Heat Transfer in a Cryosurgery Probe Tip

  • R. F. Barron
  • B. R. Hollifield
Part of the Advances in Cryogenic Engineering book series (ACRE, volume 21)


The use of cryosurgical procedures in a wide variety of medical areas is no longer an experimental or exotic process. Cryosurgery has been applied successfully in such areas as neurosurgery (treatment of Parkinson’s disease), ophthalmology (cataract removal), otology (treatment of Miniere’s disease), dermatology (treatment of Verrucae), gynecology, urology, and orthopedic surgery [1].


Heat Transfer Nusselt Number Convective Heat Transfer Coefficient Boiling Heat Transfer Orifice Plate 
These keywords were added by machine and not by the authors. This process is experimental and the keywords may be updated as the learning algorithm improves.


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    H. von Leden and W. G. Cahan, Cryogenics in Surgery, Medical Examination Publishing Co., Flushing, New York (1971).Google Scholar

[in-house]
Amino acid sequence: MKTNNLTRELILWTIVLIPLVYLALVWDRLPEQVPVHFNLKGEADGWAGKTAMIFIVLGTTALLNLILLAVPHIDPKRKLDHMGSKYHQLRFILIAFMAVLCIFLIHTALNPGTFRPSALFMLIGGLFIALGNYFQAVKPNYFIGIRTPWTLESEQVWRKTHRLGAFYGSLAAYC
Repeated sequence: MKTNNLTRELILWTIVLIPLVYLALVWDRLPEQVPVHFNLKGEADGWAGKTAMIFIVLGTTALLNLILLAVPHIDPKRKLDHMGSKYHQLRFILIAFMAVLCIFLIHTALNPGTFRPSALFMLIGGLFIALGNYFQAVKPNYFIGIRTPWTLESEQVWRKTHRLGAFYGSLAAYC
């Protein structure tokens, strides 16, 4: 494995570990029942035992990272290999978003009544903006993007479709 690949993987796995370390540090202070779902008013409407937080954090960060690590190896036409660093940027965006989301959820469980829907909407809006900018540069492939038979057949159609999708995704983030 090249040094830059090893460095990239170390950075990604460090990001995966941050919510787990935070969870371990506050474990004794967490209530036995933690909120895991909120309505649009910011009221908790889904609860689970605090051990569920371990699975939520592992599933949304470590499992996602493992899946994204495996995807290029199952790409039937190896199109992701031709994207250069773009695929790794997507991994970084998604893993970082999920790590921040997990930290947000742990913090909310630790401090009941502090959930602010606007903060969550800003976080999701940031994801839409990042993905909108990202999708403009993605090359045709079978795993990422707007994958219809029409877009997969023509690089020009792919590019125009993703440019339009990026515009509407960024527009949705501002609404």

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    I. S. Cooper, F. Grossman, and P. Johnston, St. Barnabas Medical Bulletin, 1:11 (1962).Google Scholar
  3. 3.
    R. F. Barron, J. Cryosurgery 1(4):316 (1968).Google Scholar
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    T. E. Cooper and G. J. Trezek, Cryobiology 7(2–3):79 (1970).CrossRefGoogle Scholar
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    T. E. Cooper and W. K. Petrovic, J. Heat Transfer 96C(3):415 (1974).CrossRefGoogle Scholar
  6. 6.
    E. R. G. Eckert and R. M. Drake, Analysis of Heat and Mass Transfer, McGraw-Hill Book Company, New York (1972), p. 281.Google Scholar

Copyright information

© Springer Science+Business Media New York 1960

Authors and Affiliations

  • R. F. Barron
    • 1
  • B. R. Hollifield
    • 1
  1. 1.Louisiana Tech UniversityRustonUSA

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